Curried Vegetable Pie

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LRF jumped at the chance to chat with Indiana native Paula Haney who founded Hoosier Mama Pie Company in 2005 after serving a pastry chef at several of Chicago’s finest restaurants.  Haney’s book “The Hoosier Mama Book of Pie: Recipes, Techniques, and Wisdom from the Hoosier Mama Pie Company” just came out from Evanston’s Agate Publishing (August, 2013) giving aspiring pie-makers the chance to try Paula’s recipes at home. And if you live in Chicago? For those days when home-baking can’t happen, you can always visit Paula’s pie shop at 1618 W Chicago Avenue, in Ukrainian Village, or, her new shop in Evanston on Chicago Avenue.

LRF:  I love that you are approaching pie with the same serious intent you approached your high-end desserts! Can you give us a favorite example of where you took the average pie and found an even better way to make it?

PH: Really, the apple pie. We spent so much time on that. You can’t open a pie shop without a pretty spectacular apple pie. You want a really moist filling with a crispy crust and it took a long time to figure out how to get that every time. The apple pie we developed, including macerating the apples in sugar, starches and five-spice seasonings and then creating a thickened sauce with the juices before baking, takes three hours from start to finish. We wanted to make it simpler and faster, but there really isn’t a shortcut way to do this.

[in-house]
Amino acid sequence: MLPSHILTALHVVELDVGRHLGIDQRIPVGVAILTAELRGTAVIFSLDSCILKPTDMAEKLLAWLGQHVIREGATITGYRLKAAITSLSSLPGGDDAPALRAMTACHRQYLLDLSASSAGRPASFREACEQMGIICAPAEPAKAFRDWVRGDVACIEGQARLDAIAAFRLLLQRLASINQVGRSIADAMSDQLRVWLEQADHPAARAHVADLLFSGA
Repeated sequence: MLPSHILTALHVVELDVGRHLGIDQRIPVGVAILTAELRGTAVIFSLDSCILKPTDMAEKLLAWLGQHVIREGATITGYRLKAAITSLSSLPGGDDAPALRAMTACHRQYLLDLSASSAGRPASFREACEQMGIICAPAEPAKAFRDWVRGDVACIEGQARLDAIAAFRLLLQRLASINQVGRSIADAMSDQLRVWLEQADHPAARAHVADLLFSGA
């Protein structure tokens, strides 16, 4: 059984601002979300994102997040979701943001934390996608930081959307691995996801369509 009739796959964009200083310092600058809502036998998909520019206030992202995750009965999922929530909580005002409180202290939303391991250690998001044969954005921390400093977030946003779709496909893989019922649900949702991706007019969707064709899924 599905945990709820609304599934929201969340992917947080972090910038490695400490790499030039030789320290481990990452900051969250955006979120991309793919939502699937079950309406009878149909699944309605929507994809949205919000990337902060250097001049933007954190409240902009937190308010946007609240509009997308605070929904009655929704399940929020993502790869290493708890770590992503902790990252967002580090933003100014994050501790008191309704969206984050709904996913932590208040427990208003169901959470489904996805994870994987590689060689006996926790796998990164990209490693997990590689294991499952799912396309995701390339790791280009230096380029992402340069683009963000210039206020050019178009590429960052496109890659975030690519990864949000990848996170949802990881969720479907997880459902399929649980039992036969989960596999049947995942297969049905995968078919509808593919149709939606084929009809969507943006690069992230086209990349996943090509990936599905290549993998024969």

LRF: Five-spice in apple pie—yum!

PH: Yes! When I was working at Trio in Evanston, Chef Della Gossett loved putting apples with five-spice, so the idea started with her. It adds a little heat from the pepper and a little more interest from the star anise. So, its still a traditional apple pie in most regards but a little more exciting.
LRF: Any other examples of favorites gone one better?

PH: Doing a lemon meringue pie with passion fruit instead of lemon! Passion fruit was something I didn’t encounter much when I was growing up in Indiana. So as a fine-dining pastry chef, I was just blown away by it. When I made the decision to leave fine-dining to open a pie shop, it was one of the ingredients I thought, “Well, I’m going to miss that!” But then it occurred to me, “If lemon meringue pie is good, why wouldn’t passion fruit pie be even better?”  We use lemon curd for our lemon meringue, so, I developed a passion fruit curd using the same technique. It’s more exotic than lemon, but close enough that people are willing to take the leap and try it.  We use it in three different pies now: Passion Fruit meringue, Strawberry and Passion Fruit Chiffon and Blackberry and Passion Fruit Chiffon Meringue.
LRF: You come from a family of pie-loving Hoosiers who celebrate holidays–and even birthdays–with pie. Do you have a favorite birthday pie?

PH: When I was little, I wanted things that were over the top for my birthday. So, I remember asking for lemon meringue.

LRF: You’ve also shared that pie was the first thing you learned to make. Tell us a little bit about those early pie-making adventures.

PH: I was maybe six or seven and my mom made an apple pie with me, I thought it was so cool. I remember being amazed at how good just the apples and cinnamon and sugar tasted, so I went back to the kitchen the next morning and tried to replicate that. I cut up some apples and mixed them with cinnamon. But I forgot the sugar so that was a taste shock!

LRF: What was the most valuable thing you learned early on about making pies?

PH: Just that when you make a pie, you’re on pie time. You can’t rush it. To make a good pie, you need to plan to give yourself plenty of time.